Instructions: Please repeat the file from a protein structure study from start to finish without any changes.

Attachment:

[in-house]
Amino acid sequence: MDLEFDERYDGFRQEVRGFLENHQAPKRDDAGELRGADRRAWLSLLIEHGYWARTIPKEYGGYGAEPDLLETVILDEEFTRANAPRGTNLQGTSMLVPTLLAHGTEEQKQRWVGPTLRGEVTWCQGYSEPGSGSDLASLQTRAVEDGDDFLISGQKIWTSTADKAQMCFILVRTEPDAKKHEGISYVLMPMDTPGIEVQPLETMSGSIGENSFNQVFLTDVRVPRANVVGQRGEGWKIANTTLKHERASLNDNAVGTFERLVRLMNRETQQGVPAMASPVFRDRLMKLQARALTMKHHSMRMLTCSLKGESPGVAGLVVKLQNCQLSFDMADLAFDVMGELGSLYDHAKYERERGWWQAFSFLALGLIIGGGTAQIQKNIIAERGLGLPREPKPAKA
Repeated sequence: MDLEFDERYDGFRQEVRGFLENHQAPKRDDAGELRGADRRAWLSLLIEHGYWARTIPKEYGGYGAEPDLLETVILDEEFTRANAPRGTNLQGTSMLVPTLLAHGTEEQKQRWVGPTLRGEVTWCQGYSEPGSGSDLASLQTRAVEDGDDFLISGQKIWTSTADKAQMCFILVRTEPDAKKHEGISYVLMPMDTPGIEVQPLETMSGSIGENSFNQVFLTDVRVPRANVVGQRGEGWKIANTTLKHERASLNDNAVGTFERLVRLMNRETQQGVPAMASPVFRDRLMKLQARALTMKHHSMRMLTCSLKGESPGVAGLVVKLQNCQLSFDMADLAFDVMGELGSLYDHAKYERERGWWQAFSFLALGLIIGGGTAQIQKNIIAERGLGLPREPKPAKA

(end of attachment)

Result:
[in-house]
Amino acid sequence: MDLEFDERYDGFRQEVRGFLENHQAPKRDDAGELRGADRRAWLSLLIEHGYWARTIPKEYGGYGAEPDLLETVILDEEFTRANAPRGTNLQGTSMLVPTLLAHGTEEQKQRWVGPTLRGEVTWCQGYSEPGSGSDLASLQTRAVEDGDDFLISGQKIWTSTADKAQMCFILVRTEPDAKKHEGISYVLMPMDTPGIEVQPLETMSGSIGENSFNQVFLTDVRVPRANVVGQRGEGWKIANTTLKHERASLNDNAVGTFERLVRLMNRETQQGVPAMASPVFRDRLMKLQARALTMKHHSMRMLTCSLKGESPGVAGLVVKLQNCQLSFDMADLAFDVMGELGSLYDHAKYERERGWWQAFSFLALGLIIGGGTAQIQKNIIAERGLGLPREPKPAKA
Repeated sequence: MDLEFDERYDGFRQEVRGFLENHQAPKRDDAGELRGADRRAWLSLLIEHGYWARTIPKEYGGYGAEPDLLETVILDEEFTRANAPRGTNLQGTSMLVPTLLAHGTEEQKQRWVGPTLRGEVTWCQGYSEPGSGSDLASLQTRAVEDGDDFLISGQKIWTSTADKAQMCFILVRTEPDAKKHEGISYVLMPMDTPGIEVQPLETMSGSIGENSFNQVFLTDVRVPRANVVGQRGEGWKIANTTLKHERASLNDNAVGTFERLVRLMNRETQQGVPAMASPVFRDRLMKLQARALTMKHHSMRMLTCSLKGESPGVAGLVVKLQNCQLSFDMADLAFDVMGELGSLYDHAKYERERGWWQAFSFLALGLIIGGGTAQIQKNIIAERGLGLPREPKPAKA